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Another Asbestos
Industry Bailout Bill:
They're Guilty; We Pay?

UE News, October 2000

By David Kotelchuck

   Another bailout bill ....

While state and federal governments aggressively try to keep poor and working people off their welfare rolls, corporate welfare bills keep popping up in Congress with plenty of Democratic and Republican sponsors. The most current example is an asbestos-industry bailout bill by Senator Mike DeWine (R., Ohio) and Congressman Henry Hyde (R., Il.), Chairman of the House Judiciary Committee. The bill (S.2955 in the Senate and HR.4543 in the House) currently has 70 Congressional co-sponsors, who are trying to get it passed quickly before the end of this Congressional session. To the bill’s supporters, speed and stealth are of the utmost importance — they hope to pass it before most Americans know what is going down, and how much the bill will cost American taxpayers.


What does the bill do? It would allow asbestos companies which have experienced recent corporate losses to get tax refunds for losses associated with their asbestos operations. The firms could carry the deductions as far back as the year when they initially produced asbestos products, in some cases over half a century ago. For example, Owens Corning, expected to be the major beneficiary of this bill, started its asbestos operations in the 1920s. The National Association of Manufacturers, which supports the bill, estimates that it would cost American taxpayers between $300 and $500 million over the next 10 years.

Critics of the bill, like Dr. Barry Castleman, an internationally recognized expert on asbestos hazards and an expert witness in many asbestos trials, call it: "an invitation to corporate crime. It says even after you get caught, you can come to this Congress and get the taxpayers’ money to bail you out." A flavor of what taxpayers are being asked to pay for is given by a 1999 Florida State Supreme Court decision awarding $31 million in punitive damages to an injured Owens Corning worker:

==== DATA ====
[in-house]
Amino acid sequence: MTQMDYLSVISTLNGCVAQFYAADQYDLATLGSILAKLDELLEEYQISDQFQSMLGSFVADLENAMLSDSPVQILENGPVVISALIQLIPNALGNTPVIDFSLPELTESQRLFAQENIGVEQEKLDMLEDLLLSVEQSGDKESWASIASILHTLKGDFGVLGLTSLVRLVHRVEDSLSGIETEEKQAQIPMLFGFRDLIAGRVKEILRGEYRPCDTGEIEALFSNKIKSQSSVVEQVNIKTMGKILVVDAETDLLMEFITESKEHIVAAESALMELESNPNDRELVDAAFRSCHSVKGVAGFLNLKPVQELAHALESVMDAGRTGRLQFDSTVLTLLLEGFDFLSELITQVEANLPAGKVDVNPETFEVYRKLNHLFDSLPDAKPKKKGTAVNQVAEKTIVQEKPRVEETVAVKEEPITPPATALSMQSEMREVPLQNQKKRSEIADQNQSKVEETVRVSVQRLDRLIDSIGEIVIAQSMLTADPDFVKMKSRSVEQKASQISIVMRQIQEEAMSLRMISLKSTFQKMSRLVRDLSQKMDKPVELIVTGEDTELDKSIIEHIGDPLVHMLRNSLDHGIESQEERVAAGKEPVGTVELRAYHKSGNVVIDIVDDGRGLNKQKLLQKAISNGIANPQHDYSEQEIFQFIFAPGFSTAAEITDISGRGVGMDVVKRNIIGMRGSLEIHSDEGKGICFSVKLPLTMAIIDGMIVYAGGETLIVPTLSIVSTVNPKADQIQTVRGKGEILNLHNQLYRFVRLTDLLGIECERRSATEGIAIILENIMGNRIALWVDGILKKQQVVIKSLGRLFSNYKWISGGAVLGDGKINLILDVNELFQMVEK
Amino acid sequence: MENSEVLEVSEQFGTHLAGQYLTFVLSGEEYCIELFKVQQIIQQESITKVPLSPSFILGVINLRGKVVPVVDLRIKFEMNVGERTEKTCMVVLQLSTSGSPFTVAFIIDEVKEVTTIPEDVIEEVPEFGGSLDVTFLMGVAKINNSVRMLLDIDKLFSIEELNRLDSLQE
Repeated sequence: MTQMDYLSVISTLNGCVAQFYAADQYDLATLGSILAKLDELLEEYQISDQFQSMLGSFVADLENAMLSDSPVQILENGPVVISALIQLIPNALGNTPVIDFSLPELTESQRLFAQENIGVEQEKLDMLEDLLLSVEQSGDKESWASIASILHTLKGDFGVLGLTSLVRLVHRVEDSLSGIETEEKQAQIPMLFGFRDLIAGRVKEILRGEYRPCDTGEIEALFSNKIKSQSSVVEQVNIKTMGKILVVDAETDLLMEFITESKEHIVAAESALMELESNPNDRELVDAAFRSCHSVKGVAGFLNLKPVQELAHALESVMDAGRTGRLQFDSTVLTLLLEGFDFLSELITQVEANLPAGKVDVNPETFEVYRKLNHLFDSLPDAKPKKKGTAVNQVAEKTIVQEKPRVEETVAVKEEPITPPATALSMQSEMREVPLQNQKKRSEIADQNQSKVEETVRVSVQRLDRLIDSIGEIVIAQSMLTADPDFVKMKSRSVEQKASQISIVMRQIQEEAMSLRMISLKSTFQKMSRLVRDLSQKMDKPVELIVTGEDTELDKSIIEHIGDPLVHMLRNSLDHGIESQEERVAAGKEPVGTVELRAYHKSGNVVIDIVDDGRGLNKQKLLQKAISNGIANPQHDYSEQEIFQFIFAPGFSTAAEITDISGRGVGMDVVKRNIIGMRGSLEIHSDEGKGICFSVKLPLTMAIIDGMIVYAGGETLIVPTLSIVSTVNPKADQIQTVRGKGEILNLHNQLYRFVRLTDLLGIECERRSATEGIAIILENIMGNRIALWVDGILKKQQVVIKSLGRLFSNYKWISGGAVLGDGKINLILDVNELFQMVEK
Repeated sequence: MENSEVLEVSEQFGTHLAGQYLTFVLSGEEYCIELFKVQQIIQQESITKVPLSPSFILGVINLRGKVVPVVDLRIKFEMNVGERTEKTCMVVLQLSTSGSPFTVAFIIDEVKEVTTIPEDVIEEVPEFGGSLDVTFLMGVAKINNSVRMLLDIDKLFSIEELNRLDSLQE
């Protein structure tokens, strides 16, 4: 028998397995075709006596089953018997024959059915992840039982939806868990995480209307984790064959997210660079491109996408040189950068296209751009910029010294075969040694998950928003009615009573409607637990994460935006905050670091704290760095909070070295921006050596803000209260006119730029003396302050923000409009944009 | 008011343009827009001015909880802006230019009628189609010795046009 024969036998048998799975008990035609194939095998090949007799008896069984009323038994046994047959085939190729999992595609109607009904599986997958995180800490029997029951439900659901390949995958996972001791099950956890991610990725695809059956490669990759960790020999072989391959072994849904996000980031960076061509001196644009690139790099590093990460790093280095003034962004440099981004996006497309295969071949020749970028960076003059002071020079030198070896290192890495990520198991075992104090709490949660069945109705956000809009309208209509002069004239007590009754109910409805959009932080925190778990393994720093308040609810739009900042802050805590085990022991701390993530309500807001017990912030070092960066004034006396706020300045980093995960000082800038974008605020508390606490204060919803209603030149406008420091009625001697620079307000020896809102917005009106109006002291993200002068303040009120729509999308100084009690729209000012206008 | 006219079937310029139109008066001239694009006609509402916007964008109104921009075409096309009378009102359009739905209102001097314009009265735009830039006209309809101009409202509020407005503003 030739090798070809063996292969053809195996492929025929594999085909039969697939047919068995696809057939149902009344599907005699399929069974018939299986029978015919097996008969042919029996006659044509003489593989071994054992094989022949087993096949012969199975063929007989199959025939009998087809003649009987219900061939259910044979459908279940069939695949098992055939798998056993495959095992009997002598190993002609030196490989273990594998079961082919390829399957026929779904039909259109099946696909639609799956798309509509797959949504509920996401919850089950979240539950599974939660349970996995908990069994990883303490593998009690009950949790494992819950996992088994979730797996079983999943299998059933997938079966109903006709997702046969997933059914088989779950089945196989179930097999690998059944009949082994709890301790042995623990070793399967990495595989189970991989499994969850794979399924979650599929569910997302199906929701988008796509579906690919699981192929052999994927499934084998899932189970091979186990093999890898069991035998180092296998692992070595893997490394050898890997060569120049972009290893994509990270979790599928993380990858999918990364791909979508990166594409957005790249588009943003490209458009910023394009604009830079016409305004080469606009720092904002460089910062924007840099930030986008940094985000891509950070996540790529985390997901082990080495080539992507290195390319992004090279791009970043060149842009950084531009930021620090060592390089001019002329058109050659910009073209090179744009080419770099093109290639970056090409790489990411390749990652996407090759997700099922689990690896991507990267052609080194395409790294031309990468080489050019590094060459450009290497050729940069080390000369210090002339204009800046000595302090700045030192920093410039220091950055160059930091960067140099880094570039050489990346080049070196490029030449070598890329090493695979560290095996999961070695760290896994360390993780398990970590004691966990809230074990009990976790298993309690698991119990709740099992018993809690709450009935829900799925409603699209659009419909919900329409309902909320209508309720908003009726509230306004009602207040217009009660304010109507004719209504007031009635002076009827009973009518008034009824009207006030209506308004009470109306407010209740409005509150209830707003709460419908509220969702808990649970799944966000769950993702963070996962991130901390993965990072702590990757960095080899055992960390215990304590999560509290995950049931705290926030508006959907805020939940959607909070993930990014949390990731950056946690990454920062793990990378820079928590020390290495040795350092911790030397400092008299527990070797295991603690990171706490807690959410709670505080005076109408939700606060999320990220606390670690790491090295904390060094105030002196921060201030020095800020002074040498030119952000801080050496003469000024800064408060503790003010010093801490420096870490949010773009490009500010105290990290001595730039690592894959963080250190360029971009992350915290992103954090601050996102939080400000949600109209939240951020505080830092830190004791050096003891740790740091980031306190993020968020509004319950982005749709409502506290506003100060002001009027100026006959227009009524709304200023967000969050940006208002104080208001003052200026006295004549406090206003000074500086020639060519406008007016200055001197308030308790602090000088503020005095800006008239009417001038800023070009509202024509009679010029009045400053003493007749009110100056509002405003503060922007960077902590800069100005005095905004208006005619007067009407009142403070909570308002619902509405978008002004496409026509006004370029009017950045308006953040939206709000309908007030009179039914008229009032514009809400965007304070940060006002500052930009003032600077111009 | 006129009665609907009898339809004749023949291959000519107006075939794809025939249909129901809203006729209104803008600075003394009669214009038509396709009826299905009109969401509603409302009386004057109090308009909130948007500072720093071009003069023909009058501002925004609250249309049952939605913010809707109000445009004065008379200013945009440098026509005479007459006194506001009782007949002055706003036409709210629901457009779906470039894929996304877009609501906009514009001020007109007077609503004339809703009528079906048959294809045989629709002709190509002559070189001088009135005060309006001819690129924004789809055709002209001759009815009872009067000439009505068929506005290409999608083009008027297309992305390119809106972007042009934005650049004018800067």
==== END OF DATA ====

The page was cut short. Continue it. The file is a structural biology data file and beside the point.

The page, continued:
"The clear and convincing evidence in this case, revealed that for more than thirty years the company concealed what it knew about the dangers of asbestos. In fact, the company’s conduct was even worse than concealment, it also included intentional and knowing misrepresentations concerning the danger of its asbestos containing products." (Owens Corning Fiberglas Corp. v. Ballard, 1999)


The bill’s supporters claim that it is not a corporate bailout as it will benefit asbestos victims. They point to a section of the bill that says the refunded money must be "devoted [by the company receiving the refund] solely to asbestos claimant compensation and related costs." The key words here are "related costs." The corporate costs of fighting workers’ lawsuits are "related costs," as are costs of investigating personal injury claims, as are asbestos site clean-up costs. In fact, the bill does not ensure that any of the refunded money will go to workers who have won lawsuits against the company.